Out of more than 500 arraignments observed in Manhattan and Brooklyn courts between last October and March of this year, about 88% involved black or Hispanic defendants arrested for low-level Broken Windows offenses like disorderly conduct, possession of marijuana, or an open container, according to a report issued Friday by the Police Reform Organizing Project (PROP). In one case, a black man was sentenced to 12 days on Rikers for farebeating. In another, a mentally ill man was sentenced to 60 days on Rikers for allegedly stealing $3.00 in change from a parked car with an open door.

In a city committed to cracking down on petty crimes, PROP's latest findings are not revelatory. PROP has conducted months-long surveys of NYC arraignments four times since 2014, and of the total 1,880 cases seen, 91% have been brought against people of color. According to NYS Division of Criminal Justice Services data, 87% of NYPD misdemeanor arrests in the first nine months of last year involved people of color.

For this latest report [PDF], PROP head Robert Gangis homed in on the fact that out of 498 cases, 479, or 96.2% of them, resulted in the defendant walking out of the courtroom. During two court visits where PROP was able to keep time, the average amount of time spent on each case was less than three minutes. "The point we're making is that nobody considers these people dangerous or predatory," Gangis said. "In many cases the arrests are frivolous and innocuous, and many of the defendants are homeless or mentally ill. They can't push back politically."

Gangis hashes this up in part to the department's reliance on quotas, or a minimum number of mandatory stops per officer. A report filed in February by attorney Peter Zimroth, the federal monitor tasked with assessing the NYPD's use of stop-and-frisks, found that while officers now feel less pressure to reach quotas, some are still evaluated in part by the number of stops they make.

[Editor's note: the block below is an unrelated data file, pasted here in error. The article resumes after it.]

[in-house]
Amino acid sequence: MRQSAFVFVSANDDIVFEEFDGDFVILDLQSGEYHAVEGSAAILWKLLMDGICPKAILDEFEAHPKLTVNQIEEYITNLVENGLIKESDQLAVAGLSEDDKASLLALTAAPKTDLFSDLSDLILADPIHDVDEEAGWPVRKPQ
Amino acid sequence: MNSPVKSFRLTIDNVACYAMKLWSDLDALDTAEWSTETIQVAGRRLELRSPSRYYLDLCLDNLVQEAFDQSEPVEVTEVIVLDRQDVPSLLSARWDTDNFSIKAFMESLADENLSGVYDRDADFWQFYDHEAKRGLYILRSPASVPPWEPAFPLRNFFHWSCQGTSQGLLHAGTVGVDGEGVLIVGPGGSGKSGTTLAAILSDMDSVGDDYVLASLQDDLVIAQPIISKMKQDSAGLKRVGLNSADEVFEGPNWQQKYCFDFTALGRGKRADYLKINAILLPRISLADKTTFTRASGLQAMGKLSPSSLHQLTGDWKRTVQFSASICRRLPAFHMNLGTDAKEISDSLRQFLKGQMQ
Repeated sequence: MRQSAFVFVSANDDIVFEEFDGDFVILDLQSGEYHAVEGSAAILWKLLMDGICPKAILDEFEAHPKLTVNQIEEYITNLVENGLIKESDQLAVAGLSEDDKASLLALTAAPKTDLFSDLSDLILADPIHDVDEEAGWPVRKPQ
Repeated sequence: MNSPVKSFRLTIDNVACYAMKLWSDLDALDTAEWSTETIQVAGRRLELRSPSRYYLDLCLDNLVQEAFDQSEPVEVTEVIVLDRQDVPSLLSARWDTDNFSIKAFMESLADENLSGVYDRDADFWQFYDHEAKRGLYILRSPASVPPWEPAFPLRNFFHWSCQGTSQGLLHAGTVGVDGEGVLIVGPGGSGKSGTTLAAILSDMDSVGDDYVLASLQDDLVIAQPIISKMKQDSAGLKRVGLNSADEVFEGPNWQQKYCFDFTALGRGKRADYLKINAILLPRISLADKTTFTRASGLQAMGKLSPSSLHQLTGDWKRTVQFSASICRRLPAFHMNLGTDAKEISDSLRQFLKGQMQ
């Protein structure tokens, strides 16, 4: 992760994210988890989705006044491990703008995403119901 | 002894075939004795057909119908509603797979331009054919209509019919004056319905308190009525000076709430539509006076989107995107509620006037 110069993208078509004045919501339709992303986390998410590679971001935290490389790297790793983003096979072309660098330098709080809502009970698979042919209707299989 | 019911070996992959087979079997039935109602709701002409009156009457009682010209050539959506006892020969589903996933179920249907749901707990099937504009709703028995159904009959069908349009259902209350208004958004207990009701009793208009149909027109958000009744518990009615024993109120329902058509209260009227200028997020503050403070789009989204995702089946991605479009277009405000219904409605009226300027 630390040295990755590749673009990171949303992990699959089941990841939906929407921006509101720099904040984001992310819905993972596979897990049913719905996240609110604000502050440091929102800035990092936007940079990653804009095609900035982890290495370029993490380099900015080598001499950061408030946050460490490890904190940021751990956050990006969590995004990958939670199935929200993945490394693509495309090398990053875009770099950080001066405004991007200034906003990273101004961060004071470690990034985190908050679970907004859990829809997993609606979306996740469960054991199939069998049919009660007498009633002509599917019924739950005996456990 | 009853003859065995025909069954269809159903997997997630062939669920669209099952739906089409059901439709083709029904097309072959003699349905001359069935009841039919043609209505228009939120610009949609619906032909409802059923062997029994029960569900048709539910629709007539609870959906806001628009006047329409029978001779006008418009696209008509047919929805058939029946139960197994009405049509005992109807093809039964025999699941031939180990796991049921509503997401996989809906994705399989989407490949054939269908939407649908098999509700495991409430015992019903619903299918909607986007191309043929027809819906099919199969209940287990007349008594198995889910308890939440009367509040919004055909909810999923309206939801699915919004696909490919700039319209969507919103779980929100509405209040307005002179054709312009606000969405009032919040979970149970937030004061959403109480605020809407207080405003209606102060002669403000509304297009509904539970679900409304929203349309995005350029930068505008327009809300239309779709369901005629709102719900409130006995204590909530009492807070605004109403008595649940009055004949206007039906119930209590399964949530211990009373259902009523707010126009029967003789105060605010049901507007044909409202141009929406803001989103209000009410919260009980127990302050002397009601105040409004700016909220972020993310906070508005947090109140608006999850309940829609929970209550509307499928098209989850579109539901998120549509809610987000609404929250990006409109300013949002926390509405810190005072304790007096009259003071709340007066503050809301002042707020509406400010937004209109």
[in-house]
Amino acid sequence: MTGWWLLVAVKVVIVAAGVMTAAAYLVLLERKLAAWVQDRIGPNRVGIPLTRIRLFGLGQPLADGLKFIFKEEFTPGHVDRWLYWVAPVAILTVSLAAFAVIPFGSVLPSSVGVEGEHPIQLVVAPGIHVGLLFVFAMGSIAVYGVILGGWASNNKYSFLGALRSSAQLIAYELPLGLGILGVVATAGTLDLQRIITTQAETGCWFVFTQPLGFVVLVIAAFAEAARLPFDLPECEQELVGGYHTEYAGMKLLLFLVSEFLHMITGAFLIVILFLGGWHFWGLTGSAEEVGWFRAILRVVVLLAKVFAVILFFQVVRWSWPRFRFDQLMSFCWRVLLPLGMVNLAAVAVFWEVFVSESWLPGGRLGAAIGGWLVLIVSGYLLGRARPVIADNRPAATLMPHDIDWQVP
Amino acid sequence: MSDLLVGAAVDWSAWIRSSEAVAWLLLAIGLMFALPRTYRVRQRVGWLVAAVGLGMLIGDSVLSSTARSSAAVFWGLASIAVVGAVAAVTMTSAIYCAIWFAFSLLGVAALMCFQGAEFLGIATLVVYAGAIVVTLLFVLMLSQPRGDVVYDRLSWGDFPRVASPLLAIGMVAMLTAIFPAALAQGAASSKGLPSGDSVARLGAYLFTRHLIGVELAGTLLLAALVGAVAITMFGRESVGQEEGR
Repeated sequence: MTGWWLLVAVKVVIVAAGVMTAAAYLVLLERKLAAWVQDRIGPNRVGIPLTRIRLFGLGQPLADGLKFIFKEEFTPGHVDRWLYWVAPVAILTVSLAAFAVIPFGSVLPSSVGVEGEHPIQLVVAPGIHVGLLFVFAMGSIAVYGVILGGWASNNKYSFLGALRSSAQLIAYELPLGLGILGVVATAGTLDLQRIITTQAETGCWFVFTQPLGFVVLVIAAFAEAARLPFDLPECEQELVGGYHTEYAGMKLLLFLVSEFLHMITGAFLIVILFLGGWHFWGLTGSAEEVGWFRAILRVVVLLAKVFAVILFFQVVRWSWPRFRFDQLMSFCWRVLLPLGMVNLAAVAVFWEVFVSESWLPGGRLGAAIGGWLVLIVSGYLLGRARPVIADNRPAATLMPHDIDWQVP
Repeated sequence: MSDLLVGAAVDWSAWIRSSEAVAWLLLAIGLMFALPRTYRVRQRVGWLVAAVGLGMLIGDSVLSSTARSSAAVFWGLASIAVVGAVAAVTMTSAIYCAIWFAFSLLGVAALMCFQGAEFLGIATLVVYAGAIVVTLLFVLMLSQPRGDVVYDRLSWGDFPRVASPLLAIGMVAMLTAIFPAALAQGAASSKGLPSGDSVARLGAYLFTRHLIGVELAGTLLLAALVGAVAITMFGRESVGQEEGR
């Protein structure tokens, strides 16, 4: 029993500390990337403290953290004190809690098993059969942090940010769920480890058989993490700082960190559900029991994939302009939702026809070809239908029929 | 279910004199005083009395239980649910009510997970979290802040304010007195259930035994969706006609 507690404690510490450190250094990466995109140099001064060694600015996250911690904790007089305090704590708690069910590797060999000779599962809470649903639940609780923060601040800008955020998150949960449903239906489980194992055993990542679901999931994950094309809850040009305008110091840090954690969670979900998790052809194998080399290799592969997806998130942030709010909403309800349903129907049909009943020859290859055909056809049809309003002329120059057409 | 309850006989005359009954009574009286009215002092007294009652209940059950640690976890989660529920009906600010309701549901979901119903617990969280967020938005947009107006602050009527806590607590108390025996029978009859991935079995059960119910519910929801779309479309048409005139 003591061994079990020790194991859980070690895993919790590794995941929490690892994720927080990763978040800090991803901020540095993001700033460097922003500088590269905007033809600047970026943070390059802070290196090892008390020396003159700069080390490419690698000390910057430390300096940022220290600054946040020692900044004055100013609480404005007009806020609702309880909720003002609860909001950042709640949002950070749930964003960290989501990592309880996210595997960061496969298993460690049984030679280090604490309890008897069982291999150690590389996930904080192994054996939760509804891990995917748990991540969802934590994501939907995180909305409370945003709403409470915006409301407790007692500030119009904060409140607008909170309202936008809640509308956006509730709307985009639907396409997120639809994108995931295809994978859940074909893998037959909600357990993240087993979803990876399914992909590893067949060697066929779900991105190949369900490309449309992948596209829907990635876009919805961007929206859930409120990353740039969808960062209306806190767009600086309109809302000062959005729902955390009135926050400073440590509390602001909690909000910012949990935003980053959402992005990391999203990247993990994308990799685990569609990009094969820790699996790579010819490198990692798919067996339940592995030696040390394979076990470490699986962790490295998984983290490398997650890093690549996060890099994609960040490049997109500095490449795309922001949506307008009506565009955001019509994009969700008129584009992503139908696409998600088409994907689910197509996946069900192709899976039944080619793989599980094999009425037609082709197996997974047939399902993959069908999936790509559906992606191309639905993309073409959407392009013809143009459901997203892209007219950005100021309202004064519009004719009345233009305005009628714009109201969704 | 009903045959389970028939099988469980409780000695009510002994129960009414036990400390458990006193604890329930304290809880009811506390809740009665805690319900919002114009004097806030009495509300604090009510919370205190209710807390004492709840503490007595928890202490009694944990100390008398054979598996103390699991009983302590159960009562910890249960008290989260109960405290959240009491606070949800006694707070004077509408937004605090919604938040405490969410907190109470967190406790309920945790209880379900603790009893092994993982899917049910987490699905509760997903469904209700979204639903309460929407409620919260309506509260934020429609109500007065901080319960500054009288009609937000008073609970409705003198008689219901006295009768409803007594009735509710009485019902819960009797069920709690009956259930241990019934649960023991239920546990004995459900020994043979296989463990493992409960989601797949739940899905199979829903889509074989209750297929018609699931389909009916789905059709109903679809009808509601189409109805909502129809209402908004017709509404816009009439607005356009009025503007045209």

The same report found that of 600 street stops documented over the course of three months in 2015, almost a third were unconstitutional, lacking reasonable suspicion for the stop.

In an effort to humanize these statistics, PROP conferred with several defendants and their attorneys about the circumstances of their arrests. All of the stories below allegedly occurred under de Blasio's tenure, and Gangi notes that he works hard to ensure that they are credible.

Police officers in Manhattan arrested a homeless man late at night on the subway on the charge of, as the court officer read out loud, "occupying multiple seats on the subway.” The judged issued an ACD & let the man walk out of the court room. A PROP representative followed him out & tried to talk with him. Unsteady on his feet, the man said apologetically that he could barely stand up & that he was withdrawing from his alcohol habit. When asked where he was going & where would he stay, the man said that he was going to "ride the trains.”

Police officers arrested a young man for dancing on the subway, the official charge being "unlawful solicitation.” The youth explained that the NYPD also arrested a friend that danced with him on the train -- the officers released the friend on a ACD, but held the young man that we spoke with because he had an outstanding warrant for drinking a beer in front of his building. He also related that the police have arrested him several times for subway dancing & that the judge always releases him with an ACD.